You’ve been waiting and they finally reached out and want to bring you in for an interview. Now what? Are you prepared to make a lasting first impression? How do you stand out from the rest of the candidates? What is it that makes employers what to bring you back for another interview?
First impressions are everything in a first interview. The employer is checking to see how you handle yourself not only physically but mentally as well. Being prepared for this first impression can make all the difference between being rejected and being brought back for another interview.
If you were introduced to this potential employer by way of a recruiter, they should be setting aside time prior to the interview to prepare you properly for what may come. Great recruiters will not only tell you where the interview is but offer you insight into a potential employers’ personality as well as any other people you may possibly meet during the process. If you came upon the opportunity on your own, you will need to prepare yourself. So how do you do that?
1. Research: Research is the KEY to being prepared. Recruiters will tell you to research, research, research! Start with the company website. You should know their website inside and out. Find out if the company has recently been in the news. LinkedIn is also a valuable tool in finding out more about who you will be talking to during the interview but don’t forget to Google the interviewer as well. They may have written interesting articles or recently been in the news as well. Having this knowledge and being able to bring it up during the interview process will impress your future potential employer. Employers want to know that YOU are interested in them. They want to know that you are taking the process seriously and that you took the time to find out everything you could about them and the company. A few hours of research can make all the difference in the world and set you apart from the competition.
If your potential employer, for instance, just launched a new product and they are very excited about its potential asking them about it will get them talking about something that they find interesting. Engaging a potential employer in a two-way conversation about their current company creates a positive impression if you keep the conversation professional. These two-way conversations will make you stand out and leave the potential employer feeling that you were knowledgeable and engaged.
2. Questions: What you say when asked “Do you have any questions?” is a key indicator to the potential employer of how seriously you are taking the possibility of joining their company. A potential employer never wants to hear crickets when they ask this question. I always tell my candidates to come up with at least 5 to 10 questions that they want to ask during the interview. Some questions may be answered in the course of the interview while new questions may come up. Don’t be afraid to jot those questions down and refer back to them later.
Great examples of questions are:
“What is the career path for this position in the next 5 years?” This question tells the potential employer that you see yourself in the position for at least 5 years AND that you see yourself performing well enough to be promoted.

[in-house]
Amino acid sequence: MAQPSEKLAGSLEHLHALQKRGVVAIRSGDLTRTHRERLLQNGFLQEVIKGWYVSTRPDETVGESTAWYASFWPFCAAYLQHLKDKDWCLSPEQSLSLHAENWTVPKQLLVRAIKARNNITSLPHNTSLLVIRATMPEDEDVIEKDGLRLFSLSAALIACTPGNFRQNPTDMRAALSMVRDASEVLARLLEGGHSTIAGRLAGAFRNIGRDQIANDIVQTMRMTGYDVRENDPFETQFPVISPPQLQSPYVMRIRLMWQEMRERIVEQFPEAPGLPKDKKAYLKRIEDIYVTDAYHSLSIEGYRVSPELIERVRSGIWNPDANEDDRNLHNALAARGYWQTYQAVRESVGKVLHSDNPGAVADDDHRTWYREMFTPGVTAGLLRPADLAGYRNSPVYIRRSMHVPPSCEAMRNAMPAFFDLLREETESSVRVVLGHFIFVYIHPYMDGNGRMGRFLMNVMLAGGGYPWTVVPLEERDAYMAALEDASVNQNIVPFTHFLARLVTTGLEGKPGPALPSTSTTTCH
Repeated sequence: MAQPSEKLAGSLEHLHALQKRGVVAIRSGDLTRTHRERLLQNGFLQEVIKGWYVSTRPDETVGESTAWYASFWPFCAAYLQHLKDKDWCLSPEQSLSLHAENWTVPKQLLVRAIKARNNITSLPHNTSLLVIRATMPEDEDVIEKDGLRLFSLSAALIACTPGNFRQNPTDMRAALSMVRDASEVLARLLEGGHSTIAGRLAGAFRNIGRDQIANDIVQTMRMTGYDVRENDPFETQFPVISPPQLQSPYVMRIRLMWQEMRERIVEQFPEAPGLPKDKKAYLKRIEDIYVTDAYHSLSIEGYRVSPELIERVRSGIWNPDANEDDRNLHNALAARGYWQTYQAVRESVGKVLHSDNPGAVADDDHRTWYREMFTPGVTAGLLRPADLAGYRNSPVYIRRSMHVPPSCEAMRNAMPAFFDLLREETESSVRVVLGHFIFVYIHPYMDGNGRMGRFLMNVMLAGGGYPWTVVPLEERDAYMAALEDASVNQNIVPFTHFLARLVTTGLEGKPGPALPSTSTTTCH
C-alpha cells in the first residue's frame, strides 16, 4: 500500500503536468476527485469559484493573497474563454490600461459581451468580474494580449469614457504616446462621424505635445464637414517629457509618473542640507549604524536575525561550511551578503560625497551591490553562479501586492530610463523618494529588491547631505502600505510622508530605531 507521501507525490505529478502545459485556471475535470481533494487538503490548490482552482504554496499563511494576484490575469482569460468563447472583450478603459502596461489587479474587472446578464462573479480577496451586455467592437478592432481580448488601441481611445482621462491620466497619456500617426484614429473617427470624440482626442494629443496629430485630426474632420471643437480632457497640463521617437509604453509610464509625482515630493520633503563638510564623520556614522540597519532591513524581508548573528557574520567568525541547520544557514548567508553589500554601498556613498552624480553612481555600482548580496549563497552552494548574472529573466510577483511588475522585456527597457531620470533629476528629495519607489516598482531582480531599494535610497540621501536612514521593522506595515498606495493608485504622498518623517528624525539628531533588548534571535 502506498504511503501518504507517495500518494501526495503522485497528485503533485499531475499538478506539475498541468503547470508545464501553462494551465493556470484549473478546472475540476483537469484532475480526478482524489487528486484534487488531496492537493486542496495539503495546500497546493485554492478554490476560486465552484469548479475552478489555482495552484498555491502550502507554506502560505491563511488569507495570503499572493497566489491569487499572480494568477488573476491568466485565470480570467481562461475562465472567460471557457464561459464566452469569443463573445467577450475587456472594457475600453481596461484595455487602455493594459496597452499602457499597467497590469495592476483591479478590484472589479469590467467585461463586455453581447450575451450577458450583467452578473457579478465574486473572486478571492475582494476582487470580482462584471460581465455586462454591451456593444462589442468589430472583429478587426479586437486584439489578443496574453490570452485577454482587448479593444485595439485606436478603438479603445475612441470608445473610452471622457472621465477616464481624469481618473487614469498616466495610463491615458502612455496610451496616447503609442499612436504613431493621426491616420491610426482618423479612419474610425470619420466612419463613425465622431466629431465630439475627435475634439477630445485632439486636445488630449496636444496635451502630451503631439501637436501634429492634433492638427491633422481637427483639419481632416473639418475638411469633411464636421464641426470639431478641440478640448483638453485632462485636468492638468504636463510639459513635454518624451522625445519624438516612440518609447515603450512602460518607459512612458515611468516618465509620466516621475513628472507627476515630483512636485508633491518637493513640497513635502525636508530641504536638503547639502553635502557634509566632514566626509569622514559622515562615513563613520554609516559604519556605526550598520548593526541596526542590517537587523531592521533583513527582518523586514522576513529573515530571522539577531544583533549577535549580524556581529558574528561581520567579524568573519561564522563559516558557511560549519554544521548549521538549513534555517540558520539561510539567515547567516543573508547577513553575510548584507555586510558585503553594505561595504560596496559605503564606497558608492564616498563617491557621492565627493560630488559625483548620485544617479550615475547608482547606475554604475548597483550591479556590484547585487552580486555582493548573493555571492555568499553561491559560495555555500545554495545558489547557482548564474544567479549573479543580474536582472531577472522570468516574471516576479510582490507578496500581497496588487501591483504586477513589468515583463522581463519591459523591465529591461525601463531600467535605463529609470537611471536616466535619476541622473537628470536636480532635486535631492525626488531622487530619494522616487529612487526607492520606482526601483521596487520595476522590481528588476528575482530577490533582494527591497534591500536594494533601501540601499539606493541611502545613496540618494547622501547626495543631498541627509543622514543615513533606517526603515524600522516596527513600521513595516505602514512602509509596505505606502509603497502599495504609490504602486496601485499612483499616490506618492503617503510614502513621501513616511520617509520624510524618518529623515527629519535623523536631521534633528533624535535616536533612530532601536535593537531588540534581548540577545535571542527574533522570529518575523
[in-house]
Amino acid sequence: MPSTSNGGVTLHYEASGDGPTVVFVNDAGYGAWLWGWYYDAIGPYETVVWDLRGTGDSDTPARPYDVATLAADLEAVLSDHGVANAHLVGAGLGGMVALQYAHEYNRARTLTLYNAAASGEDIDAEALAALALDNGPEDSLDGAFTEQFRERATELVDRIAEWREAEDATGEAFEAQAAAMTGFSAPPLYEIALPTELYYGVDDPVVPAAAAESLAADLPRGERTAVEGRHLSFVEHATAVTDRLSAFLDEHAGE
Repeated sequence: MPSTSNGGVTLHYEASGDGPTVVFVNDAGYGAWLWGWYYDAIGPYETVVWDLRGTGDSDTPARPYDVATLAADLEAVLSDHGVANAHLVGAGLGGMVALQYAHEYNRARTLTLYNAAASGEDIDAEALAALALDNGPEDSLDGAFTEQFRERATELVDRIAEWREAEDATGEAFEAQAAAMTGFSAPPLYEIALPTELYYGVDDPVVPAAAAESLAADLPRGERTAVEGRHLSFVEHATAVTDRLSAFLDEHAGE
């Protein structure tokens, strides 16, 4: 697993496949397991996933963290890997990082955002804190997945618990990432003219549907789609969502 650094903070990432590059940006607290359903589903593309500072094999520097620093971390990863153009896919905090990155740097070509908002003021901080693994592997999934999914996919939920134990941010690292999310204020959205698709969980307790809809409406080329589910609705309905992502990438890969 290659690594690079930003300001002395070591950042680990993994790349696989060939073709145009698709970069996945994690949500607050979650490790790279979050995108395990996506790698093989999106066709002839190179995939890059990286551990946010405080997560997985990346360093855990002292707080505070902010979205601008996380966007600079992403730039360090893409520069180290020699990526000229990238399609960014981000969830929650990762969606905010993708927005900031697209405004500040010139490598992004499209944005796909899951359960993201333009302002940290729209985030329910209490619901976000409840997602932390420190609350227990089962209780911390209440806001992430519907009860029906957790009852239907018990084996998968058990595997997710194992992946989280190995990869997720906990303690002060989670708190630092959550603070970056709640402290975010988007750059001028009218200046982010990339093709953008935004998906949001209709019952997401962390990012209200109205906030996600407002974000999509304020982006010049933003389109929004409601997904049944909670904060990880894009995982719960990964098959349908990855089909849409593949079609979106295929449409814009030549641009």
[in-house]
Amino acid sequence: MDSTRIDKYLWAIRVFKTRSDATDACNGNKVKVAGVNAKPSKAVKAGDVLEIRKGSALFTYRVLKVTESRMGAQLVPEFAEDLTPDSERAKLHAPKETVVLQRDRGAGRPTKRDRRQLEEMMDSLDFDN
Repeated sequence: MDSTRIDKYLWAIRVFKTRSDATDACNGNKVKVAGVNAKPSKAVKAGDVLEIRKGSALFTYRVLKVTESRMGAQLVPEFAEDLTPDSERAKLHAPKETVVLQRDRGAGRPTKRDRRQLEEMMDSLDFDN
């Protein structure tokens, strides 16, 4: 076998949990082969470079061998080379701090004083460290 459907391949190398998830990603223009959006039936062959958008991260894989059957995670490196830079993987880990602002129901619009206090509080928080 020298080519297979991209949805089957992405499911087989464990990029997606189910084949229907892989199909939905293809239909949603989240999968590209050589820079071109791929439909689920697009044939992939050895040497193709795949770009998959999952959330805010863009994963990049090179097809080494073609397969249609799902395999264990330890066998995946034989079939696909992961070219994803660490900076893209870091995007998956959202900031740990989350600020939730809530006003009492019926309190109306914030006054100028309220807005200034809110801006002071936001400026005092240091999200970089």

“Can you tell me what you love about the company? Why did you come to work here?” This is an excellent engagement question. It will not only get the potential employer talking but it will give you insight to their vision of the company and over all personality.
“Can you tell me about someone who was in this role that performed well? What was it about them that made them stand out?” This question will help you to understand the expectations that the potential employer may have for the role and let you assess your own ability to perform well under those expectations.
3. Honesty: So, you’ve been asked the dreaded “Tell me about your strengths and weaknesses” question. Although many employers don’t ask this question anymore many still do so it’s better to be prepared to answer it honestly. Potential employers are looking to see how you handle this question. Do you have to wrack your brain to come with a weakness? Be honest… we ALL have things we could improve on. They want to see if you are forth right with the information or are you going to be nervous and fumble. You should state your weakness first. Tell them that you know it’s a weakness and that you strive to improve on it every day. Then end with your strength.
4. CLOSE IT: The interview went well so far.. you were prepared, honest and engaging. Things are starting to wrap up and there is an uncomfortable and awkward silence as the potential employer starts to get up and move you toward the door. You want to move forward but how do you do that?
What you do now can make or break the interview. No matter what level you are in your career from entry level to c-suite you need to close the interview. I’m always surprised at how few candidates know how to easily do this. It doesn’t have to be complicated or long and drawn out. You don’t have to relist ALL your endearing qualities again. The easiest and most effective way to close an interview is to simply state: “Mr/Ms potential employer, I like what I’ve heard. I’m interested in the opportunity. what’s the next step?”
Being prepared for an interview should never be taken lightly. Whenever I am preparing my candidates. I always give them adequate time to do their research and come up with questions about the company and the potential employer. Take your potential employer seriously and they will take you seriously. Coming prepared will be the best use of both your and your potential employers time.
Remember research is KEY and walking in prepared will make you stand out above the other candidates, don’t be afraid to ask questions, be honest and Close it! You’ll do well.